CALIFORNIA UAS BILL VETOED: On September 9, California Gov. Jerry Brown vetoed Senate Bill 142 that would have imposed trespass liability on unmanned aircraft system (UAS) operators who fly less than 350 feet above another’s private property. While aimed at preventing invasions of privacy, such a law would have not only greatly restricted UAS operations (the Federal Aviation Administration (FAA) currently prohibits operators without special permission from flying more than 400 feet above ground level; more on this below), it would have subjected operators and the state to an enormous volume of litigation. The bill was strongly opposed by the UAS industry, hobbyists, press organizations, and others. Kudos to Gov. Brown. To be sure, there are privacy challenges associated with the rise of UAS technology, but ham-fisted approaches such as the one contained in SB 142 risk doing far more harm than good. My forthcoming CEI whitepaper on UAS myths and facts addresses these issues and more.
MODEL AIRCRAFT GUIDANCE: On September 2, the FAA cancelled Aviation Circular (AC) 91-57, Model Aircraft Operating Standards. AC 91-57 had been voluntary guidance since 1981, and recreational UAS operators had increasingly demanded a badly needed update. In its place, the FAA released AC 91-57A pursuant to the FAA Modernization and Reform Act (FMRA) of 2012 that conformed the new guidance to the evolving hobbyist UAS market. Changes include a weight limit of 55 pounds and an ability to fly as close as five miles from an airport without notifying the tower or airport operator (AC 91-57 imposed a three-mile limit). One major difference in spirit between ACs 91-57 and 91-57A is that the FAA no longer describes its guidance as a set of voluntary best practices. While UAS hobbyists are likely to appreciate the clarity from an AC that isn’t nearly 35 years old, AC 91-57A does impose new restrictions that did not exist in the previous AC.
CRASH REPORTING EXEMPTION: On September 11, the National Transportation Safety Board issued a notice of interpretation clarifying that small UAS flown by hobbyists are not subject to aircraft accident reporting requirements.
FAA NOW REGULATES PAPER AIRPLANES: Attorney and UAS enthusiast Peter Sachs, founder of the Drone Pilots Association, was granted a FMRA Section 333 exemption on August 26 for a Tailor Toys PowerUp 3.0 UAS—an electronic paper airplane that is controlled by a smartphone app. The Section 333 exemption permits UAS operations for the purposes of aerial photography and videography, but requires that the operator be a licensed pilot. An historic first: the FAA is now regulating the flight of paper airplanes. H/T Greg McNeal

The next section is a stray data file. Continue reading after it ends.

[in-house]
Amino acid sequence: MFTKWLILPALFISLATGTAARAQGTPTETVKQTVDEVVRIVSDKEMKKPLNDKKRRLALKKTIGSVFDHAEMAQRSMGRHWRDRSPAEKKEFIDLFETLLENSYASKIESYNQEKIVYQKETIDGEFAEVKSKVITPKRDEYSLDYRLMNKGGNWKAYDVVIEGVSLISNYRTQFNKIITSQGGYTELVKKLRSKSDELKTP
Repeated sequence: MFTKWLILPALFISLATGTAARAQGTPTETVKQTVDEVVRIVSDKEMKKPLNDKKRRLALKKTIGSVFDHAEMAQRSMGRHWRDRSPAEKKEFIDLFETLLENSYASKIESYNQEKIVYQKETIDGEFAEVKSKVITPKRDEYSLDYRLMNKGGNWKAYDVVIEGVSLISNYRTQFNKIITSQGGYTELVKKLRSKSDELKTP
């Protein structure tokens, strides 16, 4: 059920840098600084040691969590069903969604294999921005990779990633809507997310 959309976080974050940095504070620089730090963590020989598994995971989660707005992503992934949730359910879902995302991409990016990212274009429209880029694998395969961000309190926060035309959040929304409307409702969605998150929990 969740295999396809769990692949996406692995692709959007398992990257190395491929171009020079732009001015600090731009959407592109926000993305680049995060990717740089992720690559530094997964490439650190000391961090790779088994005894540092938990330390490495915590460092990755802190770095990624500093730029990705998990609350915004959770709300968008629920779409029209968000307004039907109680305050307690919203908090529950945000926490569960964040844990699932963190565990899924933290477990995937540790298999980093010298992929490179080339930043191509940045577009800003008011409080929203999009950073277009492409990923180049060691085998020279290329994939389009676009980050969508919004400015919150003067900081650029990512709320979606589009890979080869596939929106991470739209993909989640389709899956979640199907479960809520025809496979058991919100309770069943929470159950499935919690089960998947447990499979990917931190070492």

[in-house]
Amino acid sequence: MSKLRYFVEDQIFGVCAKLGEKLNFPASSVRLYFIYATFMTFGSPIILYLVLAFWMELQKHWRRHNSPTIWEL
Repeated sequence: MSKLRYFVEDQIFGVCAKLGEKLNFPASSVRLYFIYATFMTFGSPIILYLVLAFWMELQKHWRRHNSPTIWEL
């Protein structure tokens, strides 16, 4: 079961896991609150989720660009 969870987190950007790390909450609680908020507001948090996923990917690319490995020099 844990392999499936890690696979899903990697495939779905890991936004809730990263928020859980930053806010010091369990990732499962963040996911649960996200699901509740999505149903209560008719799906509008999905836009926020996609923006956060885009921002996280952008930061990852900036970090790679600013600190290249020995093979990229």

SCHUMER TO INTRODUCE GEO-FENCING AMENDMENT: Sen. Charles Schumer (D-N.Y.) has told the press he plans to introduce later this week an amendment to the forthcoming FAA reauthorization bill. While legislative language remains unavailable, the amendment would likely require that UAS manufacturers install geo-fencing technology to prevent UAS operations near sensitive sites such as airports and government facilities. Expect large opposition from the technology industry and hobbyist groups. See former FAA Chief Counsel Sandy Murdock’s post here for some likely problems with Sen. Schumer’s approach. Depending on how it would be implemented, it may run afoul of Congress’s and the FAA’s plan to safety integrate UAS into the national airspace system. In addition, it risks locking in technology currently in its infancy and forcing expensive infrastructure upgrades. There is also the question of existing UAS without geo-fencing technology installed. Would Sen. Schumer require nationwide retrofitting of existing UAS? Who will pay for all of this? Sen. Schumer’s colleagues would be wise to reject a geo-fencing mandate at this time.
THROWBACK TO N.D. WEAPONIZED DRONES: A few weeks ago, I noted that media coverage about a North Dakota law aimed at restricting law enforcement use of UAS was badly misinformed. The law in question imposes warrant requirements and prohibits law enforcement use of UAS armed with lethal weapons. Due to a reported lobbying effort by law enforcement interests, many claimed that the omission of an explicit prohibition on less-than-lethal weapons mounted on UAS meant that law enforcement was authorized to actually deploy UAS with less-than-lethal weapons such as pepper spray and tear gas. However, the poorly worded law appears at worst to create a narrow class of possible weaponized uses that greatly reduces the likelihood of actual deployment, as weaponized UAS operations would not permit law enforcement from using the information collected to further a prosecution. Read the whole post here.